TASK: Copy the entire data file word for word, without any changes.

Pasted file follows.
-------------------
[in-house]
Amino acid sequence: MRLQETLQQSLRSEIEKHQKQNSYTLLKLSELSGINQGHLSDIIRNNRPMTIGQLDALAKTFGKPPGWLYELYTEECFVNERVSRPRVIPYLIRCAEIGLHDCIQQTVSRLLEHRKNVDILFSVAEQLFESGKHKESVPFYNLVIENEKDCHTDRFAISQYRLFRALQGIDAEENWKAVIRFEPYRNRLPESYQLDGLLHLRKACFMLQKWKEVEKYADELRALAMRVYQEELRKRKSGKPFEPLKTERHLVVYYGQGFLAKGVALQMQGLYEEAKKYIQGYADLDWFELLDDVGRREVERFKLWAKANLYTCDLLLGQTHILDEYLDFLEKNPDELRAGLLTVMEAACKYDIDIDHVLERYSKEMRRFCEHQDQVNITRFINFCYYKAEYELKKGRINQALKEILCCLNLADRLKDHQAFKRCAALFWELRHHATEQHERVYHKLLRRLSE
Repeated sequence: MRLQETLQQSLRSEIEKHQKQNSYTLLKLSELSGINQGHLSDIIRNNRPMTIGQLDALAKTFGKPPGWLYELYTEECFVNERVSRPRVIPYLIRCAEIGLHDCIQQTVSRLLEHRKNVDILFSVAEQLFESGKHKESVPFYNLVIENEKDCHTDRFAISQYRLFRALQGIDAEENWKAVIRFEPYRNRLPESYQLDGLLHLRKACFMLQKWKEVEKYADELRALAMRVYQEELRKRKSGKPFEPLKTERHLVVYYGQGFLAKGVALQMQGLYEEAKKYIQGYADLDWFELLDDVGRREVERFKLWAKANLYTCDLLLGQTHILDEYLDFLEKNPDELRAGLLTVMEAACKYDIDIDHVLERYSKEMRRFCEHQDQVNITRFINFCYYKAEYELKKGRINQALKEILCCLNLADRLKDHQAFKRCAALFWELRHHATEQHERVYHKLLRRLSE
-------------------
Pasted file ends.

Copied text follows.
[in-house]
Amino acid sequence: MRLQETLQQSLRSEIEKHQKQNSYTLLKLSELSGINQGHLSDIIRNNRPMTIGQLDALAKTFGKPPGWLYELYTEECFVNERVSRPRVIPYLIRCAEIGLHDCIQQTVSRLLEHRKNVDILFSVAEQLFESGKHKESVPFYNLVIENEKDCHTDRFAISQYRLFRALQGIDAEENWKAVIRFEPYRNRLPESYQLDGLLHLRKACFMLQKWKEVEKYADELRALAMRVYQEELRKRKSGKPFEPLKTERHLVVYYGQGFLAKGVALQMQGLYEEAKKYIQGYADLDWFELLDDVGRREVERFKLWAKANLYTCDLLLGQTHILDEYLDFLEKNPDELRAGLLTVMEAACKYDIDIDHVLERYSKEMRRFCEHQDQVNITRFINFCYYKAEYELKKGRINQALKEILCCLNLADRLKDHQAFKRCAALFWELRHHATEQHERVYHKLLRRLSE
Repeated sequence: MRLQETLQQSLRSEIEKHQKQNSYTLLKLSELSGINQGHLSDIIRNNRPMTIGQLDALAKTFGKPPGWLYELYTEECFVNERVSRPRVIPYLIRCAEIGLHDCIQQTVSRLLEHRKNVDILFSVAEQLFESGKHKESVPFYNLVIENEKDCHTDRFAISQYRLFRALQGIDAEENWKAVIRFEPYRNRLPESYQLDGLLHLRKACFMLQKWKEVEKYADELRALAMRVYQEELRKRKSGKPFEPLKTERHLVVYYGQGFLAKGVALQMQGLYEEAKKYIQGYADLDWFELLDDVGRREVERFKLWAKANLYTCDLLLGQTHILDEYLDFLEKNPDELRAGLLTVMEAACKYDIDIDHVLERYSKEMRRFCEHQDQVNITRFINFCYYKAEYELKKGRINQALKEILCCLNLADRLKDHQAFKRCAALFWELRHHATEQHERVYHKLLRRLSE